However, when debt piles up faster than what we earn, we become pessimistic. We control our spending, take out fewer loans, and try to pay off our current debts. In such a time, it only makes sense for the banks to be more prudent when it comes to giving loans.

Photo by Alicia Zinn from Pexels

Remember, our spendings is someone’s income.

When our spending drops, someone’s income drop. This creates a cycle and a deflationary effect on the economy. Prices of assets take a dip together with the economy.

These effects, in the short term, are met with fiscal policies introduced by the government. This can come in the form of increased money supply (print more money), lowering interest rate to encourage more loans and thus stimulating consumption. When done effectively, the economy will be stimulated back into an inflationary economy. This is the short-term debt cycle.

However, in the long run, during an inflationary economy, people get wealthier and accumulate more leverage through debts. As the debt piles up (with interest) faster than the increase in wages, it becomes difficult for us to pay off our debt – Even for companies and nations.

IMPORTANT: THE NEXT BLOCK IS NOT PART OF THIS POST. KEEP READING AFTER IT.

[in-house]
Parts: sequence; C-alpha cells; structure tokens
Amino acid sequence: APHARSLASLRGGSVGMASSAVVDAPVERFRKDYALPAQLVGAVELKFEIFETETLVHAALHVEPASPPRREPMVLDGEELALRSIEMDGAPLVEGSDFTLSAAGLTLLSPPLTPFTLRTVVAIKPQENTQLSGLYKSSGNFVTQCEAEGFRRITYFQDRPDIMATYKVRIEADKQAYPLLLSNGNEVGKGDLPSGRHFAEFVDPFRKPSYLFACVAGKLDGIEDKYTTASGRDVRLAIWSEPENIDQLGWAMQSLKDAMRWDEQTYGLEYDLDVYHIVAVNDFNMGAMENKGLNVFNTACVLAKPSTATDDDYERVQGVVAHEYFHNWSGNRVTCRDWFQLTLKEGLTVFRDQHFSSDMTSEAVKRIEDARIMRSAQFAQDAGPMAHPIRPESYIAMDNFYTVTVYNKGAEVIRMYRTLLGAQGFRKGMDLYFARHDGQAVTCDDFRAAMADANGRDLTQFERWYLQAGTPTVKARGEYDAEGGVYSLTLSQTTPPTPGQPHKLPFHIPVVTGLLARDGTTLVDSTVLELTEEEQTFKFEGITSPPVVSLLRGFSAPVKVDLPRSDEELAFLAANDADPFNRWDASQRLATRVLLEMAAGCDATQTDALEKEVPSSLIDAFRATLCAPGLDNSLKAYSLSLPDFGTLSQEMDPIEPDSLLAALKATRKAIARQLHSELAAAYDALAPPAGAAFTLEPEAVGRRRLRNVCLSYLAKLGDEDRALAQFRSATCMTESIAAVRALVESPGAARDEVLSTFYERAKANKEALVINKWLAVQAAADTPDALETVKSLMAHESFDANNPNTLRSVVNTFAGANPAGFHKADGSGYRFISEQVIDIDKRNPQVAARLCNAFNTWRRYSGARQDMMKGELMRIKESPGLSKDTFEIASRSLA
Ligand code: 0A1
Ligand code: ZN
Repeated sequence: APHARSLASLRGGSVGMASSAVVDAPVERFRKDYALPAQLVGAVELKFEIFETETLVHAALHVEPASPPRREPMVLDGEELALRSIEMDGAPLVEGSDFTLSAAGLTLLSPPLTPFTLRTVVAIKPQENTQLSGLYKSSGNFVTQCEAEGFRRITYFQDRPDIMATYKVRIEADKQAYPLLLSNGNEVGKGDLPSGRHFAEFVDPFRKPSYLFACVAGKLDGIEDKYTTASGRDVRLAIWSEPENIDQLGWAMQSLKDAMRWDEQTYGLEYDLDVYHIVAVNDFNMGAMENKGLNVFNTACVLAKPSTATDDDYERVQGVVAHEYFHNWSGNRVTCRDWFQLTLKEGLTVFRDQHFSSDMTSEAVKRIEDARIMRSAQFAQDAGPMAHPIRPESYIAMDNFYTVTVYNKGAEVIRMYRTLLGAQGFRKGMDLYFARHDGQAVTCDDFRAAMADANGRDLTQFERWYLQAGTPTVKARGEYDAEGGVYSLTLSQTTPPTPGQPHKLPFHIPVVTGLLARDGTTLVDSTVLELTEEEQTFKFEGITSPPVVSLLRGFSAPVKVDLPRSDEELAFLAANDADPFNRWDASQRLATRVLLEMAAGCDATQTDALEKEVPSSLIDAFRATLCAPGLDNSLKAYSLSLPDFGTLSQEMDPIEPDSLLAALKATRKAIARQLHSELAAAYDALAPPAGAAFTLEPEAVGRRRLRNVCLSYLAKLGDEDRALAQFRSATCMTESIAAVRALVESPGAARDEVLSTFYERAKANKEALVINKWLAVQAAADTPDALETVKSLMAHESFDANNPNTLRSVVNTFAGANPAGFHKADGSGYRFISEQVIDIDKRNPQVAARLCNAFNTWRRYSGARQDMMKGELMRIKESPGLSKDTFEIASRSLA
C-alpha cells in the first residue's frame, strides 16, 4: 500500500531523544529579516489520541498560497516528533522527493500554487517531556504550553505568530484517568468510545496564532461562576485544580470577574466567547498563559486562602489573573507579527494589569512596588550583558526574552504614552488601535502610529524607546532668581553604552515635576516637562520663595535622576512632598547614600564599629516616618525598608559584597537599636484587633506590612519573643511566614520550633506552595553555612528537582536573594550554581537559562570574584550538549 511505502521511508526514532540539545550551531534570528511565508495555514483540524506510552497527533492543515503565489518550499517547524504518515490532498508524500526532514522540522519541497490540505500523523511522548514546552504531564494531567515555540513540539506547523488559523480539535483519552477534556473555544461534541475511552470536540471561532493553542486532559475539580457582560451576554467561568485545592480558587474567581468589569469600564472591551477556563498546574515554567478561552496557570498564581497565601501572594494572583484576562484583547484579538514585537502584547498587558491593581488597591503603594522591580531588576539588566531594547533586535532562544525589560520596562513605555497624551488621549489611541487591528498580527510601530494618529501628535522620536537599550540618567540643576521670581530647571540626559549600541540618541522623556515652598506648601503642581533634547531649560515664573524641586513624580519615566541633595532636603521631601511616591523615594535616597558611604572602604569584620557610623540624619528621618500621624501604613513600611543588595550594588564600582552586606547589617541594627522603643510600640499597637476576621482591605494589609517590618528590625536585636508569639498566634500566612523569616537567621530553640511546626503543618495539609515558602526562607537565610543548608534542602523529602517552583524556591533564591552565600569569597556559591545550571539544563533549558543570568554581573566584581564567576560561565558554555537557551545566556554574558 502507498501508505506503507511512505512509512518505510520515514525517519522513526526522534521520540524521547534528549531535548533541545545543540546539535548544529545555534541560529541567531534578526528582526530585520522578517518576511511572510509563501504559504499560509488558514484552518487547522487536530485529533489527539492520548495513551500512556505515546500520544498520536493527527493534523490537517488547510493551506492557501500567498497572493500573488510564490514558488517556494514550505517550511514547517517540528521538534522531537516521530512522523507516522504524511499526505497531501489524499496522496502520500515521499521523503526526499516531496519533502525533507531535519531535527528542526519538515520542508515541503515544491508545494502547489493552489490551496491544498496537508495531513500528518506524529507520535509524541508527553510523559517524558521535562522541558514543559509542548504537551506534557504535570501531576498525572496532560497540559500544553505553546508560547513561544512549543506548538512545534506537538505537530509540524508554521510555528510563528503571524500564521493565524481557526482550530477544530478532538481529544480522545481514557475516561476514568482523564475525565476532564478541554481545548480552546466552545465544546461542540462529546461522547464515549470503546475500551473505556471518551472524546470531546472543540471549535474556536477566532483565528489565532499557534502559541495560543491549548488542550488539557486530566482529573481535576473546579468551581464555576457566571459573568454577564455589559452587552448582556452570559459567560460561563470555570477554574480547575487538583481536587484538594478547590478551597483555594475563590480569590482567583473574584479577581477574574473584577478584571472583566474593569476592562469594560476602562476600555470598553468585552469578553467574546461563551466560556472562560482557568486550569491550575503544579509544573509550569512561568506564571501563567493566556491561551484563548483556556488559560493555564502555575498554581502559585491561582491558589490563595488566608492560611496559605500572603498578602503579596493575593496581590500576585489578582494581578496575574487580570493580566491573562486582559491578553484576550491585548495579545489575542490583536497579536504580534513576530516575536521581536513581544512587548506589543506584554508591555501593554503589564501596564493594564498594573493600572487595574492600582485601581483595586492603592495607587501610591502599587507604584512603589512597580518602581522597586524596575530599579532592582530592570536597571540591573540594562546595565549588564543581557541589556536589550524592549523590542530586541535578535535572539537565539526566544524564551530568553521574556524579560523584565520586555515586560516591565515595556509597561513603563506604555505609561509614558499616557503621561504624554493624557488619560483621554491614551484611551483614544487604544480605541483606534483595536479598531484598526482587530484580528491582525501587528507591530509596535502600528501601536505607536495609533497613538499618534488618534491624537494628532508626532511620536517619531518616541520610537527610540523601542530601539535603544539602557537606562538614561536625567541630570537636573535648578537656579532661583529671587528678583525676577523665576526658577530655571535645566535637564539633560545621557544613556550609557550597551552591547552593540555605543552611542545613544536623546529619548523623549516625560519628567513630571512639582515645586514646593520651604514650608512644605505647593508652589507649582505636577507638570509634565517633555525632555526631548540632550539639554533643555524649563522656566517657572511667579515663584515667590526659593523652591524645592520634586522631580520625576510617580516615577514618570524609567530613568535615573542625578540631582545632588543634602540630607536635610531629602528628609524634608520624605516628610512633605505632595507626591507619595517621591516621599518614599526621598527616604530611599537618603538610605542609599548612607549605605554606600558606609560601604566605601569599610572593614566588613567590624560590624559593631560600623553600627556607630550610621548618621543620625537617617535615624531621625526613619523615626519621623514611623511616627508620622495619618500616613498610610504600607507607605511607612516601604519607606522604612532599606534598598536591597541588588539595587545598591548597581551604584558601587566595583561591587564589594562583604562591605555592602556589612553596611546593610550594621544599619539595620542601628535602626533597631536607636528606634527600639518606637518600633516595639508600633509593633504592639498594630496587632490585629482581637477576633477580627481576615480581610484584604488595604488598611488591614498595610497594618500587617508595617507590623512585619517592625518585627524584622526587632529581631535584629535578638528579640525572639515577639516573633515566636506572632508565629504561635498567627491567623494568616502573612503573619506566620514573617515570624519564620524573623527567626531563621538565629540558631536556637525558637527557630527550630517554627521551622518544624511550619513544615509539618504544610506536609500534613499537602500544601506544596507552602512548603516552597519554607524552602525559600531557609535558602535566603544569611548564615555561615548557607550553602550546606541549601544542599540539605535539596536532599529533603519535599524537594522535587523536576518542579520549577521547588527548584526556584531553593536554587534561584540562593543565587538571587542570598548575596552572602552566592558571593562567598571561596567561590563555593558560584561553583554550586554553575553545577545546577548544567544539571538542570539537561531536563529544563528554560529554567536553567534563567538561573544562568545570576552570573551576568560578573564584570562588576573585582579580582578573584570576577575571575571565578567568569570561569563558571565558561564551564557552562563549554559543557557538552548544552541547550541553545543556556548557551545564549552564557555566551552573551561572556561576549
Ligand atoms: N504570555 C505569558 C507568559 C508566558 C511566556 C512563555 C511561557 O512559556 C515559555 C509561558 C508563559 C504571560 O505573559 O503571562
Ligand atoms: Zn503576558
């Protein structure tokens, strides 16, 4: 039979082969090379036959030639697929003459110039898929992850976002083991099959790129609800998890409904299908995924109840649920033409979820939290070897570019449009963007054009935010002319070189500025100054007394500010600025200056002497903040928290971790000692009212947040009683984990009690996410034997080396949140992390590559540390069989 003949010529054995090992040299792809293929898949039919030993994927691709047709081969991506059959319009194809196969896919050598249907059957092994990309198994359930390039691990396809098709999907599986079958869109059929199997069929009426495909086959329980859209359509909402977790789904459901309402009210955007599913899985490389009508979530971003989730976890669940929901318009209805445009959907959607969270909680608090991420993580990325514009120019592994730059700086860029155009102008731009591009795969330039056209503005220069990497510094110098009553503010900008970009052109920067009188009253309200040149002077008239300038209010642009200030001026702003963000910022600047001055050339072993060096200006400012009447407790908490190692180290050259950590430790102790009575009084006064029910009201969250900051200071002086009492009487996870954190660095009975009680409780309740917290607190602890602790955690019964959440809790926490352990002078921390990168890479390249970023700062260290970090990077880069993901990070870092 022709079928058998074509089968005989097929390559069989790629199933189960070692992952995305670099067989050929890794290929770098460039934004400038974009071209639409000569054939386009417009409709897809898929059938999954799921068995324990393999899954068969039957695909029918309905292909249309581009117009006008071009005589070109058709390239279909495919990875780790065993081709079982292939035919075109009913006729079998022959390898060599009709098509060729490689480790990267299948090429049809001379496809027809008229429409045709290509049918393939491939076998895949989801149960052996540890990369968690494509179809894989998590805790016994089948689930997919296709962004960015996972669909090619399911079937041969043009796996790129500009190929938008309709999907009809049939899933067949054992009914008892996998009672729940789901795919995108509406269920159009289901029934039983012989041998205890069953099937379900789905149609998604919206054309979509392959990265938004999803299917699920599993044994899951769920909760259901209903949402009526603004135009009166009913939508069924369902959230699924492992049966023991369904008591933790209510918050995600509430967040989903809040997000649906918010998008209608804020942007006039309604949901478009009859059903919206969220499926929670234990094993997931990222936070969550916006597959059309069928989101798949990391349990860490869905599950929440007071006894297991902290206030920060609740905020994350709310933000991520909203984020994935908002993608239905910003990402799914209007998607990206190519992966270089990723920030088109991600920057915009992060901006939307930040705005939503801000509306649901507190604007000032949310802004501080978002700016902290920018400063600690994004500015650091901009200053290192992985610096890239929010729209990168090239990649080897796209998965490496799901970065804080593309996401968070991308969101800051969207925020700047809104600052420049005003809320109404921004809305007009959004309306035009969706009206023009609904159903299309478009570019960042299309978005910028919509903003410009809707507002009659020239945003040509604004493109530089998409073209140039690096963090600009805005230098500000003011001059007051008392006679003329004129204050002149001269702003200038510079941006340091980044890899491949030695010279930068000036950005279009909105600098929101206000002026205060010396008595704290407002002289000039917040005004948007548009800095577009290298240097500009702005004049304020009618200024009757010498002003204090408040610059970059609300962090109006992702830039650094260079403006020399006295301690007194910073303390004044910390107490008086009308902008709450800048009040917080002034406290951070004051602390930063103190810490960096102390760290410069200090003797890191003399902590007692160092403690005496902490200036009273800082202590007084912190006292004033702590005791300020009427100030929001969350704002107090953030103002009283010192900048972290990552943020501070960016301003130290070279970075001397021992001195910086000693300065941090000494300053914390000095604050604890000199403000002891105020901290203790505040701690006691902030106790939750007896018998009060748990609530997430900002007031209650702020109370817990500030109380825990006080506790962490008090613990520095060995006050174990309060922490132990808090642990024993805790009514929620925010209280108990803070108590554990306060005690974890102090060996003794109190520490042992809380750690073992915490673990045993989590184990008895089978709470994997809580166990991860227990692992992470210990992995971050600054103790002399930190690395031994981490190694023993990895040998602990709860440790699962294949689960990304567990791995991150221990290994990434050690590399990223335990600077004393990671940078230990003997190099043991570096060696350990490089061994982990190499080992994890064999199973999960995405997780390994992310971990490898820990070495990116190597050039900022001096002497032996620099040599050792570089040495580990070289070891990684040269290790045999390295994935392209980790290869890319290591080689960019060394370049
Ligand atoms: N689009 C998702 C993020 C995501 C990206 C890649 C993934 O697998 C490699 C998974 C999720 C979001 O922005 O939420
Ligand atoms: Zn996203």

Distrusts breeds. Loans become harder to get. The economy is driven into a deflationary period.

When the effect is so strong such that lowering interest rate and printing more money cannot recover the economy anymore, the economy continues to deflate. This is the long-term debt cycle.

Looking at the past century, this cycle has proven to be true. And as I mentioned earlier, from my perspective, this line of reasoning has strong credibility.

A recession is overdue

The short-term debt cycle is easy to follow because it happens more frequently than the long-term cycle (duh!). We can easily look back in the past few decades and realize that the economy indeed works that way.

So, with some spare time on hand, I did a little bit of research. This Wikipedia shows the list of recession US faced in its economic history. There are two columns of interest to me here – Time since last recession and duration.

Looking at the time since last recession, it ranges about 2 – 6 years with the longest of 10 years happening in the 2000s recession. The last recession ended in 2009. It has been 9 years since we had a recession. We are well over average.